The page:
This was my second convention in 1992; the first was Spacecon at La Mirada, Los Angeles in July. The centre of Manchester is a bit more exciting than La Mirada (it has people and shops, for a start). On the other hand, there is nothing like Disneyland, Hollywood or the other Los Angeles attractions, and it is not a very friendly city (one German fan lost £300 to a pickpocket on the way to the hotel). The hotel was lavish in decoration (elegant chandeliers everywhere), but navigating through the labyrinthine corridors and the dreadfully slow lifts was confusing. It was a good re-union of many fans who went to Los Angeles: myself, Mark Shaw (who was running this convention), Chantal Battiston from France, Mary Lou Draps from Belgium, Mick Hawkes and Richard Stockton from Britain (neither Richard nor Mary Lou got lost, as in L.A.!)
The convention had problems getting a minimum number of attendees, but eventually passed the 120 required. Mark had planned an ambitious convention book, but because they did not have enough finances a number of postcards were produced instead. The postcards were good quality but familiar photos. They also produced a very attractive T-shirt and an audio tape of music based on the Year 2 theme which was surprisingly good. The main convention room was used for episodes, guest talks and the auction. A small dealers room nevertheless had some interesting merchandise.
The display room was exceptional, with Martin Bower's Thunderbirds models, plus many original 1999 models from Phil Rae [subsequently most of these were sold]. These included: two 44 inch Eagles (1 and 2), a 22 inch cargo Eagle (the Space Models one, not Martin Bower's Bringers Of Wonder version), Hawk, Taybor's gun (a superb and unusual model seen all too briefly on screen), Taybor's jump drive model, the space warp detector (actually old plumbing pipes), the small Ultra Probe docked to the dragon ship, the Immunity Syndrome glider, the Dorcon probe ship and, my personal favourites, the Infernal Machine tanks.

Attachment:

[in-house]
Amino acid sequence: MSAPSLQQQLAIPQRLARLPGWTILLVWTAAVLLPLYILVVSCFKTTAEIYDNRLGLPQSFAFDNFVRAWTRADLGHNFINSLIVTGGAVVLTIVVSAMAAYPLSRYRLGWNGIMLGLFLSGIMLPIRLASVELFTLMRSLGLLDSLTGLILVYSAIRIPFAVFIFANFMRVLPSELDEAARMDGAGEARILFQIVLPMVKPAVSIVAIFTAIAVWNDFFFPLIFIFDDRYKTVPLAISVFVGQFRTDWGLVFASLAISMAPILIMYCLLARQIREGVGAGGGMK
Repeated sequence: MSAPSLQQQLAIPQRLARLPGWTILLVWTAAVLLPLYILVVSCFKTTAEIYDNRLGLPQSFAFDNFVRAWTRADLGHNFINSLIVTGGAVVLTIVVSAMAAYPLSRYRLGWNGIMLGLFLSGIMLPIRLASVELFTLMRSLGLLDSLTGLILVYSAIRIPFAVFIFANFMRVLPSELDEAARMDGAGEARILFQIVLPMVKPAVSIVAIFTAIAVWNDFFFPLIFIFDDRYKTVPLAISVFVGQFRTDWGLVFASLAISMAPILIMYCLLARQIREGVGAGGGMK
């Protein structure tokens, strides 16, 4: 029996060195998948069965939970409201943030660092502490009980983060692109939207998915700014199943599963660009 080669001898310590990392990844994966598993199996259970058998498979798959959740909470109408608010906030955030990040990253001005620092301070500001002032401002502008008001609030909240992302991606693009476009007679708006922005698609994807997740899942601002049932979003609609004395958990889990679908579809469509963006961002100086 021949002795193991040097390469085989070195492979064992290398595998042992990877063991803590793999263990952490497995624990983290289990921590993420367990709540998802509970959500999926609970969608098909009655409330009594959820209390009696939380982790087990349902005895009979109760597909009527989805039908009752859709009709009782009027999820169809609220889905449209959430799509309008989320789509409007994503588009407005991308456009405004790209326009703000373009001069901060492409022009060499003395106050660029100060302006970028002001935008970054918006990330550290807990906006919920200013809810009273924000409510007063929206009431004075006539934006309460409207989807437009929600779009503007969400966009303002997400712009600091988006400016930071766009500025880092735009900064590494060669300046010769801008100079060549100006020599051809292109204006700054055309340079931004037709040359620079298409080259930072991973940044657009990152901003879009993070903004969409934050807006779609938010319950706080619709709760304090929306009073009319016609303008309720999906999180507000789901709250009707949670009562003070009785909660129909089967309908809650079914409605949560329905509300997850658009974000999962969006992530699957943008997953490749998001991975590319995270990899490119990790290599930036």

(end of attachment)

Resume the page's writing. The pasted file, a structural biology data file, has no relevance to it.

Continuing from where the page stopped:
Mark Shaw was also displaying his costumes, with all the sleeve colours, Nick Tate's spacesuit, Mentor's costume, Jarak's costume and Maya's Metamorph dress (Mark declined to wear either of the last two). Mark also had a good selection of photos on display. The fan art section was small but the quality was high.
The guests, producer Reg Hill, model maker Martin Bower, writer Chris Penfold and actresses Suzanne Roquette and Zienia Merton, were very friendly and eager to talk about the series. Year Two was not very popular with them, and both Chris and Zienia made some insightful remarks as to why it had lost the strong qualities of story and character that many episodes in Year One achieved (in their opinion). Christopher Penfold explained how they tried to make moral stories like War Games, and his disappointment with Year 2. Zienia Merton was attending her first convention, and she was full of illuminating gossip and funny stories. She explained how the crew kept giving her brandy while shooting "The Full Circle" in a very cold English wood next to Pinewood studios, leaving her very sloshed. She revealed that they all used to do the Times crossword. Barry Morse saw them all busily sitting at their consoles in the hi-tech set working out the clues and joked that the mail from Earth must just have arrived. One of the crew never believed a woman could get the correct answer so he wouldn't put her answers in until the end of the day.